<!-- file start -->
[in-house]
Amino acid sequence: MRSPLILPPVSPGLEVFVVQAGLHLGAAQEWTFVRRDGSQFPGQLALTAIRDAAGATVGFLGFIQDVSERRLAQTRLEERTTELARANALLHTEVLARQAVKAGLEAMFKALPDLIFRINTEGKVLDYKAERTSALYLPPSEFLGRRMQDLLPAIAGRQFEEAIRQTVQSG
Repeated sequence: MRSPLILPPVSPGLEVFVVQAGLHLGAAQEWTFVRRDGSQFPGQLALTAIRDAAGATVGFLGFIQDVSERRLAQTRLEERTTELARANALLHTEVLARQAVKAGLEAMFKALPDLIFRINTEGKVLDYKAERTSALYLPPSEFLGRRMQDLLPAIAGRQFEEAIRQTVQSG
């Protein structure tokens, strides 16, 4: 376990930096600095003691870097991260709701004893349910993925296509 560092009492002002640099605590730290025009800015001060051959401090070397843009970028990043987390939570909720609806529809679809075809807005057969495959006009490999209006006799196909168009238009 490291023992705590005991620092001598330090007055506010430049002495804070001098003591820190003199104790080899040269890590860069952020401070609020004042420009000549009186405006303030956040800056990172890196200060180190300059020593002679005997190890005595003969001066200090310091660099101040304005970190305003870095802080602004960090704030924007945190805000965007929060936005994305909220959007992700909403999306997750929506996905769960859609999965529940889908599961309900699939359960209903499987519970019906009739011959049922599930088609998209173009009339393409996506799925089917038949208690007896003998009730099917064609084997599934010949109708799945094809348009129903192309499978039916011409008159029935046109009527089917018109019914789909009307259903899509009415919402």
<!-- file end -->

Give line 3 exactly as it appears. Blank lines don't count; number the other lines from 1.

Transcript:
Repeated sequence: MRSPLILPPVSPGLEVFVVQAGLHLGAAQEWTFVRRDGSQFPGQLALTAIRDAAGATVGFLGFIQDVSERRLAQTRLEERTTELARANALLHTEVLARQAVKAGLEAMFKALPDLIFRINTEGKVLDYKAERTSALYLPPSEFLGRRMQDLLPAIAGRQFEEAIRQTVQSG